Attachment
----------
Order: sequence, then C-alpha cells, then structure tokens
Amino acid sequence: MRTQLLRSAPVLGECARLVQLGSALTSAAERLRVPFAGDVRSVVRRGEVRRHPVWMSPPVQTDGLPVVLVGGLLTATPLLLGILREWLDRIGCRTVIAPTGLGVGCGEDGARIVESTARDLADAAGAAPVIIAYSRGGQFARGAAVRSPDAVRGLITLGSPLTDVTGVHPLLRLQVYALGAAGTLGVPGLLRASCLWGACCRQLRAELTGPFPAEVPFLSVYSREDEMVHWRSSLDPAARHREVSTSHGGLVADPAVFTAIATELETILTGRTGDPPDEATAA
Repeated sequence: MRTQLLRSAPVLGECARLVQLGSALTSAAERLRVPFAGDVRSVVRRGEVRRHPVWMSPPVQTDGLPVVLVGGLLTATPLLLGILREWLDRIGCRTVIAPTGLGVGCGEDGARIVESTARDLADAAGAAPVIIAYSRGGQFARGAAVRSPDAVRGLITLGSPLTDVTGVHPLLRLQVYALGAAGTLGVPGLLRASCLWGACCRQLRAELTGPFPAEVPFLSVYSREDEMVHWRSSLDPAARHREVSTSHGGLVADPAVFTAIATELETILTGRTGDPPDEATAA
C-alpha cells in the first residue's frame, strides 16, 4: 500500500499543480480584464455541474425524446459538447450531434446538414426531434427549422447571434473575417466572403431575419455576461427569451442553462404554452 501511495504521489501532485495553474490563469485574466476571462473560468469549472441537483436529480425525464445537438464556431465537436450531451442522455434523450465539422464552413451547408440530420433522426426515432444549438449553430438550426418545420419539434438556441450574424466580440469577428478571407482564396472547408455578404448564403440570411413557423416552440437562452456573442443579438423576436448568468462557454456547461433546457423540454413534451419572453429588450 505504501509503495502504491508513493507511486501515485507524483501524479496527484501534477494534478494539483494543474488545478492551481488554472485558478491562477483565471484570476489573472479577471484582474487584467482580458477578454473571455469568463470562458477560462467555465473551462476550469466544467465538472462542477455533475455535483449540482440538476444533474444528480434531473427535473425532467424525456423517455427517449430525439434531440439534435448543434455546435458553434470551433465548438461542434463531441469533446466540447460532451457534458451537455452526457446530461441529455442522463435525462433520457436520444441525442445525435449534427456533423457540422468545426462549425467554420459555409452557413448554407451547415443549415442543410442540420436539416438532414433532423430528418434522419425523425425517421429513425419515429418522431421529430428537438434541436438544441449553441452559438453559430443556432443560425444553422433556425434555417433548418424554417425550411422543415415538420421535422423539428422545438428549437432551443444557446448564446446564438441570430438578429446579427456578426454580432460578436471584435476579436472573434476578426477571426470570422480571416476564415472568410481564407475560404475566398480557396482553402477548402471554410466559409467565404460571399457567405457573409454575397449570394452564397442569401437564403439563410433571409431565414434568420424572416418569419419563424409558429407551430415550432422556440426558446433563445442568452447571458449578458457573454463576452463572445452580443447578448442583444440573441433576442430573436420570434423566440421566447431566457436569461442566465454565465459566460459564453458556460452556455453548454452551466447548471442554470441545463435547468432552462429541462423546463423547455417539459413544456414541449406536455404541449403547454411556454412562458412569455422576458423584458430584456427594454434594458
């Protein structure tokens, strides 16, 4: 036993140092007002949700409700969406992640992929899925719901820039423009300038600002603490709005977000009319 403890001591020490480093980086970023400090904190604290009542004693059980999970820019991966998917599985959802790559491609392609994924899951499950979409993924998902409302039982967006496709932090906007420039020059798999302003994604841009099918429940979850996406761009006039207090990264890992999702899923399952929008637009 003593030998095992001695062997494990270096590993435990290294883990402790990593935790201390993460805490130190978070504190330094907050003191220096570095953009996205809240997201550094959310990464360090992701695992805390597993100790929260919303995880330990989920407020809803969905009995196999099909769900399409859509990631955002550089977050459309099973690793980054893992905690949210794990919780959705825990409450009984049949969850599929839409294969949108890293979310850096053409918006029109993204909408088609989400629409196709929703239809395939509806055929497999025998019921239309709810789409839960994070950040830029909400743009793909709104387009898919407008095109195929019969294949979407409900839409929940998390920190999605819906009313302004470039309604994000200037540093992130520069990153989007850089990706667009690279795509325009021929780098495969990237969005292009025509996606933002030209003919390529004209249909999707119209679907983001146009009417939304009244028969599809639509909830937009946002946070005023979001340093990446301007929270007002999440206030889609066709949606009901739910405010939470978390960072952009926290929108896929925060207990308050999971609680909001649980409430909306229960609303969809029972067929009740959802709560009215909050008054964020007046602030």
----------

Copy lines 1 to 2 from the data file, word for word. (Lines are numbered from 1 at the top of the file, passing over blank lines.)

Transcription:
Order: sequence, then C-alpha cells, then structure tokens
Amino acid sequence: MRTQLLRSAPVLGECARLVQLGSALTSAAERLRVPFAGDVRSVVRRGEVRRHPVWMSPPVQTDGLPVVLVGGLLTATPLLLGILREWLDRIGCRTVIAPTGLGVGCGEDGARIVESTARDLADAAGAAPVIIAYSRGGQFARGAAVRSPDAVRGLITLGSPLTDVTGVHPLLRLQVYALGAAGTLGVPGLLRASCLWGACCRQLRAELTGPFPAEVPFLSVYSREDEMVHWRSSLDPAARHREVSTSHGGLVADPAVFTAIATELETILTGRTGDPPDEATAA